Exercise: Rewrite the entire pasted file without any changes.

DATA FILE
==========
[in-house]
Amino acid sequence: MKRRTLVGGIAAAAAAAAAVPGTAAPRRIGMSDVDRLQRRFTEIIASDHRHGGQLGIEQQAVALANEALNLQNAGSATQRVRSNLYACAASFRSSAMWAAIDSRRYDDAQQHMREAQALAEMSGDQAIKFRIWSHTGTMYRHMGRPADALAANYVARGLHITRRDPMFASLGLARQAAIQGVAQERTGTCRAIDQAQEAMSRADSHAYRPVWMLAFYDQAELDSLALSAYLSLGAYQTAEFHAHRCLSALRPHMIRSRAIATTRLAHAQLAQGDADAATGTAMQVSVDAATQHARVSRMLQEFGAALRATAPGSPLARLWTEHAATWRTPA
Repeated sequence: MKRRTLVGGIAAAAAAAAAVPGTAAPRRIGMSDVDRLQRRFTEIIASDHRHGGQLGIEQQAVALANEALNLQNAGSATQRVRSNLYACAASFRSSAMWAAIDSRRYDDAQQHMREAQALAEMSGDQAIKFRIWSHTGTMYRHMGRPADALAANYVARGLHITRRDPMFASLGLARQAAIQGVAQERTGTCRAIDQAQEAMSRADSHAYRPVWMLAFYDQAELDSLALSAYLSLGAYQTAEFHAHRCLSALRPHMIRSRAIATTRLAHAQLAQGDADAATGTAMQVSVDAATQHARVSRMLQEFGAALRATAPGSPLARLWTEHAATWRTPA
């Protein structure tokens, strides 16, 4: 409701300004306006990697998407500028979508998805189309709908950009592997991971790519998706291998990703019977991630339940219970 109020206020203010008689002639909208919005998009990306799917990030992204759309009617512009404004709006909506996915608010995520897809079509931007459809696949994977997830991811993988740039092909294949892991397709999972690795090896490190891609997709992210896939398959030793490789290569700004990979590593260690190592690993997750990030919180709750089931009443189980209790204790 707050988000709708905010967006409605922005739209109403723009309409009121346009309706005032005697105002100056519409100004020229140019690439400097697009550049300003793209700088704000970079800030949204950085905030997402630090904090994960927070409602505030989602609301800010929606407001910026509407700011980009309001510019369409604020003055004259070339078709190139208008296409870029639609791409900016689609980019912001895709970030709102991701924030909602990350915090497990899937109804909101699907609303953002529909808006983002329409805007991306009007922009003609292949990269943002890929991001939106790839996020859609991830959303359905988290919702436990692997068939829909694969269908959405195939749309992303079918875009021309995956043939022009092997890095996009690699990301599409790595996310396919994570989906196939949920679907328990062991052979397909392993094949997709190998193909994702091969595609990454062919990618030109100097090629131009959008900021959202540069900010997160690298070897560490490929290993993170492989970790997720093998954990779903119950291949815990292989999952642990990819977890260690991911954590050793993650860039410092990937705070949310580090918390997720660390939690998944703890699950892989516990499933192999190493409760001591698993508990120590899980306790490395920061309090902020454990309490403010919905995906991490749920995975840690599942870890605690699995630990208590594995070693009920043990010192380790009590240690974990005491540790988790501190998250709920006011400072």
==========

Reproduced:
[in-house]
Amino acid sequence: MKRRTLVGGIAAAAAAAAAVPGTAAPRRIGMSDVDRLQRRFTEIIASDHRHGGQLGIEQQAVALANEALNLQNAGSATQRVRSNLYACAASFRSSAMWAAIDSRRYDDAQQHMREAQALAEMSGDQAIKFRIWSHTGTMYRHMGRPADALAANYVARGLHITRRDPMFASLGLARQAAIQGVAQERTGTCRAIDQAQEAMSRADSHAYRPVWMLAFYDQAELDSLALSAYLSLGAYQTAEFHAHRCLSALRPHMIRSRAIATTRLAHAQLAQGDADAATGTAMQVSVDAATQHARVSRMLQEFGAALRATAPGSPLARLWTEHAATWRTPA
Repeated sequence: MKRRTLVGGIAAAAAAAAAVPGTAAPRRIGMSDVDRLQRRFTEIIASDHRHGGQLGIEQQAVALANEALNLQNAGSATQRVRSNLYACAASFRSSAMWAAIDSRRYDDAQQHMREAQALAEMSGDQAIKFRIWSHTGTMYRHMGRPADALAANYVARGLHITRRDPMFASLGLARQAAIQGVAQERTGTCRAIDQAQEAMSRADSHAYRPVWMLAFYDQAELDSLALSAYLSLGAYQTAEFHAHRCLSALRPHMIRSRAIATTRLAHAQLAQGDADAATGTAMQVSVDAATQHARVSRMLQEFGAALRATAPGSPLARLWTEHAATWRTPA
């Protein structure tokens, strides 16, 4: 409701300004306006990697998407500028979508998805189309709908950009592997991971790519998706291998990703019977991630339940219970 109020206020203010008689002639909208919005998009990306799917990030992204759309009617512009404004709006909506996915608010995520897809079509931007459809696949994977997830991811993988740039092909294949892991397709999972690795090896490190891609997709992210896939398959030793490789290569700004990979590593260690190592690993997750990030919180709750089931009443189980209790204790 707050988000709708905010967006409605922005739209109403723009309409009121346009309706005032005697105002100056519409100004020229140019690439400097697009550049300003793209700088704000970079800030949204950085905030997402630090904090994960927070409602505030989602609301800010929606407001910026509407700011980009309001510019369409604020003055004259070339078709190139208008296409870029639609791409900016689609980019912001895709970030709102991701924030909602990350915090497990899937109804909101699907609303953002529909808006983002329409805007991306009007922009003609292949990269943002890929991001939106790839996020859609991830959303359905988290919702436990692997068939829909694969269908959405195939749309992303079918875009021309995956043939022009092997890095996009690699990301599409790595996310396919994570989906196939949920679907328990062991052979397909392993094949997709190998193909994702091969595609990454062919990618030109100097090629131009959008900021959202540069900010997160690298070897560490490929290993993170492989970790997720093998954990779903119950291949815990292989999952642990990819977890260690991911954590050793993650860039410092990937705070949310580090918390997720660390939690998944703890699950892989516990499933192999190493409760001591698993508990120590899980306790490395920061309090902020454990309490403010919905995906991490749920995975840690599942870890605690699995630990208590594995070693009920043990010192380790009590240690974990005491540790988790501190998250709920006011400072």